Here’s how it works: health food stores stock a wide variety of goods in big bins with scoops. You grab a bag, portion out what you’d like, write a number on it, then pay. Packaging is minimal (eco-friendly!) and you buy only what you need (no waste!)
I first ventured onto the bulk aisle seeking the freedom to experiment. Say you have a recipe that calls for a tiny amount of something you’ve never tasted, maybe buckwheat flour. The smallest package you can find is 1 pound. If you try the recipe and hate buckwheat flour, you’re stuck with a useless, expensive product. But if you hit up the bulk bin, you get the amount you need and you’re done. The risk is minimal. No fuss, no muss.
There’s also an argument in favor of bulk bins as a less expensive way to buy grains, nuts, etc. I ran across this article today proving the theory has its skeptics, but I’m a believer. It may not be 89% cheaper as one study claims, but it almost always saves a little something.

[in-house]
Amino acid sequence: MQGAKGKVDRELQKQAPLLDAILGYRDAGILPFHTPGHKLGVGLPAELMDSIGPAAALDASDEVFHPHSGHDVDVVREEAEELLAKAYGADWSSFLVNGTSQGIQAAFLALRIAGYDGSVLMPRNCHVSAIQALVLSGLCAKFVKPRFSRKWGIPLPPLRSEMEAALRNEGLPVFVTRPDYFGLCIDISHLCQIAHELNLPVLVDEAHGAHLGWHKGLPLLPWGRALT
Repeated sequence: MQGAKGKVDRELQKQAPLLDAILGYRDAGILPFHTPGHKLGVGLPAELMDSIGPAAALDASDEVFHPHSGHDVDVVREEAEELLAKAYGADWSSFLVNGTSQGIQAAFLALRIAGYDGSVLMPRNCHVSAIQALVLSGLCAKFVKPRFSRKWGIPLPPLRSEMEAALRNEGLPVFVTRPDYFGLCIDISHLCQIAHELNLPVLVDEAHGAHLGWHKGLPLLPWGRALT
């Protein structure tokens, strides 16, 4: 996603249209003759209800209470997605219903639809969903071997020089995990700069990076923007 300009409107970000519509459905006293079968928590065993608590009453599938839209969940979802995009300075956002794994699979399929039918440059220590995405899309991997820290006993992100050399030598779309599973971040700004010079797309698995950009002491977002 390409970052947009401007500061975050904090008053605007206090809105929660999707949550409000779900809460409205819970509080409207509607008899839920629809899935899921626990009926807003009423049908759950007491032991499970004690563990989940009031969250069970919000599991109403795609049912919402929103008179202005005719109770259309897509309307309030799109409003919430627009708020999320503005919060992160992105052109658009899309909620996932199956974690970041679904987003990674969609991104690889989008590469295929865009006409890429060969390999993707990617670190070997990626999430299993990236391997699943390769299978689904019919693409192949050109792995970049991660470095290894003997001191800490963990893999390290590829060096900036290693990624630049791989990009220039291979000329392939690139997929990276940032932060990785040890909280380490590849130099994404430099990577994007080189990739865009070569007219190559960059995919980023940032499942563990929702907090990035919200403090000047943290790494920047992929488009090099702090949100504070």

Why don’t I prove it? The image below shows the bulk bin items that made their way into my cart this week.
I wandered the aisles, picking up a few of the name brands. Check out the comparisons:
For the items we buy, the bulk bins are almost always a better deal, some by a little, some by a lot. Here’s my advice: take a few minutes to comparison shop on the things you buy frequently. Saving $1.50 for every pound of oats you buy is HUGE if you eat them for breakfast daily.
Now that I’ve got you sold on the bins, what are you to do with the contents of the baggies you bring home? That’s coming tomorrow in a post I think I’ll call, “I love this jar.”
If you shop on the bulk aisle, what’s your best bargain?